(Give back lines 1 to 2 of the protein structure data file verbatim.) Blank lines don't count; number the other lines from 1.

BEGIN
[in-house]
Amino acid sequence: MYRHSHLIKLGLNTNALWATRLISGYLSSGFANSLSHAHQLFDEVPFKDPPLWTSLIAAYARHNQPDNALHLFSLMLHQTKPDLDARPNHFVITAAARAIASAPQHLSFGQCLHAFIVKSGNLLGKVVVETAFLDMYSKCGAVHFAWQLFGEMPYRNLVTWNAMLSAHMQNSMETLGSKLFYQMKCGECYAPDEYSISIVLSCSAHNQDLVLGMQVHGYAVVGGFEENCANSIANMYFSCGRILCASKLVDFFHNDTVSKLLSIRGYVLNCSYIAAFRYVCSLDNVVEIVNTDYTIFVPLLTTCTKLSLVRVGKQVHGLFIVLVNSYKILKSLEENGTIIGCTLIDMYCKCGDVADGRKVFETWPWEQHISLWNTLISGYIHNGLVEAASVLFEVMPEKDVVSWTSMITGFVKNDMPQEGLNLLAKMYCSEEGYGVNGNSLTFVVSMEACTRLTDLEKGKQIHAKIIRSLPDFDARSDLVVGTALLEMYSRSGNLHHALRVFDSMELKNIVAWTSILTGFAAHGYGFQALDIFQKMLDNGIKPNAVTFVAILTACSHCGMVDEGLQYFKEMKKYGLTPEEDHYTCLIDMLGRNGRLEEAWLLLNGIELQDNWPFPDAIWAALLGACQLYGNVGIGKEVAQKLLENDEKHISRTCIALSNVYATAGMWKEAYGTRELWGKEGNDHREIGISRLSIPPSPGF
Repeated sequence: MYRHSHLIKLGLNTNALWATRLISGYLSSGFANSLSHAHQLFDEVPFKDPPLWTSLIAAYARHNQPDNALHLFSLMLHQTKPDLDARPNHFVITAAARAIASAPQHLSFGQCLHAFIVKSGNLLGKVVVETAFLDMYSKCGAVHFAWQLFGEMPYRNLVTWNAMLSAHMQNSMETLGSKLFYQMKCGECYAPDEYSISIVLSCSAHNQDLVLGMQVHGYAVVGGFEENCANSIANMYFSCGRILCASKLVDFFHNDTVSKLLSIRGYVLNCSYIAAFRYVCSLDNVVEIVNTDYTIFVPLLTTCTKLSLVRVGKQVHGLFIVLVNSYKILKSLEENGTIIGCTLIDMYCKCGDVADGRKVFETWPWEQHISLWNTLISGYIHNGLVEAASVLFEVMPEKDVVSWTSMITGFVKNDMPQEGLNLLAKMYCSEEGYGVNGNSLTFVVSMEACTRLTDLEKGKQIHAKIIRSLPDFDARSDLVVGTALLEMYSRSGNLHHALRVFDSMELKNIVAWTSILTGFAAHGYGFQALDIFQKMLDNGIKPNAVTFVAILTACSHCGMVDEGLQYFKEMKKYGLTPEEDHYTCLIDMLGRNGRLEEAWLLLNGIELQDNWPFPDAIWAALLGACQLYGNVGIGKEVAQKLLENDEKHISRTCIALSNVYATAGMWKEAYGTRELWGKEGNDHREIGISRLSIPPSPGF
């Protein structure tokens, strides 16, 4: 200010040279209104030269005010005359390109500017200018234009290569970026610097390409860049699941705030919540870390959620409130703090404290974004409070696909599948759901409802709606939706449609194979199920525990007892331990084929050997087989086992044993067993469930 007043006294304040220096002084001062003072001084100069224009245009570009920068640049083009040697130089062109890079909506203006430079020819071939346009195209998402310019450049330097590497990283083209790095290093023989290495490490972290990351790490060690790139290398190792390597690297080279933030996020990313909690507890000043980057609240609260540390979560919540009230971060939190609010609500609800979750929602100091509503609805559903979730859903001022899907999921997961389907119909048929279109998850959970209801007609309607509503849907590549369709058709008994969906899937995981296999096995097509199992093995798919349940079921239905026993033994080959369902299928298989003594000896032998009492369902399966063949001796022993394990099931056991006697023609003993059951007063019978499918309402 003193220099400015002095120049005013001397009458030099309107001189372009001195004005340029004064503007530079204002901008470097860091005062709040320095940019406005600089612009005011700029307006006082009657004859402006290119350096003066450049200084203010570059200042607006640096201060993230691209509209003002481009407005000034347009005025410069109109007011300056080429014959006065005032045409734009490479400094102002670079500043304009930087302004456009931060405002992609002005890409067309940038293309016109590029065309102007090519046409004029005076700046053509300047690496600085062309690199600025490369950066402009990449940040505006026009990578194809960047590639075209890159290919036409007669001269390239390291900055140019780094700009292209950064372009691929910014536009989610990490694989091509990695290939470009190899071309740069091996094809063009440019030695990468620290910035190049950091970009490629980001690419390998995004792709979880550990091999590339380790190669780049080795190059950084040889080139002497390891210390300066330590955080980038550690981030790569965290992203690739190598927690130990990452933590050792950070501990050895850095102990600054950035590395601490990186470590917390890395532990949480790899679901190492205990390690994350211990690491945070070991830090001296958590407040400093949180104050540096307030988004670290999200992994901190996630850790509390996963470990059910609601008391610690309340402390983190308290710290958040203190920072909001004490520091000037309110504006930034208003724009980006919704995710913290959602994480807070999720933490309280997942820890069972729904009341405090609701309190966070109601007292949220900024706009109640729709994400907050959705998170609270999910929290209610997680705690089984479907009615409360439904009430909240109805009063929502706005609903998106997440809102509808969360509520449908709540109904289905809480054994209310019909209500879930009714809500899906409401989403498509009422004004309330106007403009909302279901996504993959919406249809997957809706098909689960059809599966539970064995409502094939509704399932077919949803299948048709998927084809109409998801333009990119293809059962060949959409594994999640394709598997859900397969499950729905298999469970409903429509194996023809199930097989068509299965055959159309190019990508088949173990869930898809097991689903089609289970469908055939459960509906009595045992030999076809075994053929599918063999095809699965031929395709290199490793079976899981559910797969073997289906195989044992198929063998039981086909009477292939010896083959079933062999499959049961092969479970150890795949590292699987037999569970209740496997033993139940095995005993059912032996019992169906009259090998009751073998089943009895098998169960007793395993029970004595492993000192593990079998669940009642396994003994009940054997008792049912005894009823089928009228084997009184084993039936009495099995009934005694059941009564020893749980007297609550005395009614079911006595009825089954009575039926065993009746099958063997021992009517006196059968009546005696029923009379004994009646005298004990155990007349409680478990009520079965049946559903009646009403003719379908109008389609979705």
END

[in-house]
Amino acid sequence: MYRHSHLIKLGLNTNALWATRLISGYLSSGFANSLSHAHQLFDEVPFKDPPLWTSLIAAYARHNQPDNALHLFSLMLHQTKPDLDARPNHFVITAAARAIASAPQHLSFGQCLHAFIVKSGNLLGKVVVETAFLDMYSKCGAVHFAWQLFGEMPYRNLVTWNAMLSAHMQNSMETLGSKLFYQMKCGECYAPDEYSISIVLSCSAHNQDLVLGMQVHGYAVVGGFEENCANSIANMYFSCGRILCASKLVDFFHNDTVSKLLSIRGYVLNCSYIAAFRYVCSLDNVVEIVNTDYTIFVPLLTTCTKLSLVRVGKQVHGLFIVLVNSYKILKSLEENGTIIGCTLIDMYCKCGDVADGRKVFETWPWEQHISLWNTLISGYIHNGLVEAASVLFEVMPEKDVVSWTSMITGFVKNDMPQEGLNLLAKMYCSEEGYGVNGNSLTFVVSMEACTRLTDLEKGKQIHAKIIRSLPDFDARSDLVVGTALLEMYSRSGNLHHALRVFDSMELKNIVAWTSILTGFAAHGYGFQALDIFQKMLDNGIKPNAVTFVAILTACSHCGMVDEGLQYFKEMKKYGLTPEEDHYTCLIDMLGRNGRLEEAWLLLNGIELQDNWPFPDAIWAALLGACQLYGNVGIGKEVAQKLLENDEKHISRTCIALSNVYATAGMWKEAYGTRELWGKEGNDHREIGISRLSIPPSPGF